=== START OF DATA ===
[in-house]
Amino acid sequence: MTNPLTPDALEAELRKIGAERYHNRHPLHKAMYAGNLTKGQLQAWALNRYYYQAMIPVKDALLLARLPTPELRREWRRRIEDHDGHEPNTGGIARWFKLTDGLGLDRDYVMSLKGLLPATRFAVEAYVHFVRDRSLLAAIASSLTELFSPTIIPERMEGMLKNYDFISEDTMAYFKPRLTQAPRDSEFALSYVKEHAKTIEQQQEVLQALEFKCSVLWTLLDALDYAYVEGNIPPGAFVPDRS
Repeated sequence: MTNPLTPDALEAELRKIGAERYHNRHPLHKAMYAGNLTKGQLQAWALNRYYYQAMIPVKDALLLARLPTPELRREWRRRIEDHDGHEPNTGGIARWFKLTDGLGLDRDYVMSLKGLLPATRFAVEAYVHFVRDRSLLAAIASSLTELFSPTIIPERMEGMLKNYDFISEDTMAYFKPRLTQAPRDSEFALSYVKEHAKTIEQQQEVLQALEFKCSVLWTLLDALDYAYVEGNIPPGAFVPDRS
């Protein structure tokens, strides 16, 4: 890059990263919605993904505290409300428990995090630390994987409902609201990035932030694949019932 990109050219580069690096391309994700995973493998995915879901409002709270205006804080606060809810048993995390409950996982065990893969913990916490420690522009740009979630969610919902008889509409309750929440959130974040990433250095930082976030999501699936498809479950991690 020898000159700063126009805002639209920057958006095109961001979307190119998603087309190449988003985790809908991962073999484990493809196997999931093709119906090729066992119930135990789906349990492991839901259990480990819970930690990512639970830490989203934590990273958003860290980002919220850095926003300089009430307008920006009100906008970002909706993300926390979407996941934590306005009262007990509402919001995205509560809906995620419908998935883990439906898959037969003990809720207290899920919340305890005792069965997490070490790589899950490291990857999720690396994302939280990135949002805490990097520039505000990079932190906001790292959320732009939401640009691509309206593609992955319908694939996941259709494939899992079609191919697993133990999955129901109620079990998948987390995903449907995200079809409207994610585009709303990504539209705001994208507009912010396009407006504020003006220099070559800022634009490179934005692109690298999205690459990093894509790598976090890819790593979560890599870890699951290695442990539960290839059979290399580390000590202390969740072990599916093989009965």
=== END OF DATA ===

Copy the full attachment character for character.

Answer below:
[in-house]
Amino acid sequence: MTNPLTPDALEAELRKIGAERYHNRHPLHKAMYAGNLTKGQLQAWALNRYYYQAMIPVKDALLLARLPTPELRREWRRRIEDHDGHEPNTGGIARWFKLTDGLGLDRDYVMSLKGLLPATRFAVEAYVHFVRDRSLLAAIASSLTELFSPTIIPERMEGMLKNYDFISEDTMAYFKPRLTQAPRDSEFALSYVKEHAKTIEQQQEVLQALEFKCSVLWTLLDALDYAYVEGNIPPGAFVPDRS
Repeated sequence: MTNPLTPDALEAELRKIGAERYHNRHPLHKAMYAGNLTKGQLQAWALNRYYYQAMIPVKDALLLARLPTPELRREWRRRIEDHDGHEPNTGGIARWFKLTDGLGLDRDYVMSLKGLLPATRFAVEAYVHFVRDRSLLAAIASSLTELFSPTIIPERMEGMLKNYDFISEDTMAYFKPRLTQAPRDSEFALSYVKEHAKTIEQQQEVLQALEFKCSVLWTLLDALDYAYVEGNIPPGAFVPDRS
């Protein structure tokens, strides 16, 4: 890059990263919605993904505290409300428990995090630390994987409902609201990035932030694949019932 990109050219580069690096391309994700995973493998995915879901409002709270205006804080606060809810048993995390409950996982065990893969913990916490420690522009740009979630969610919902008889509409309750929440959130974040990433250095930082976030999501699936498809479950991690 020898000159700063126009805002639209920057958006095109961001979307190119998603087309190449988003985790809908991962073999484990493809196997999931093709119906090729066992119930135990789906349990492991839901259990480990819970930690990512639970830490989203934590990273958003860290980002919220850095926003300089009430307008920006009100906008970002909706993300926390979407996941934590306005009262007990509402919001995205509560809906995620419908998935883990439906898959037969003990809720207290899920919340305890005792069965997490070490790589899950490291990857999720690396994302939280990135949002805490990097520039505000990079932190906001790292959320732009939401640009691509309206593609992955319908694939996941259709494939899992079609191919697993133990999955129901109620079990998948987390995903449907995200079809409207994610585009709303990504539209705001994208507009912010396009407006504020003006220099070559800022634009490179934005692109690298999205690459990093894509790598976090890819790593979560890599870890699951290695442990539960290839059979290399580390000590202390969740072990599916093989009965």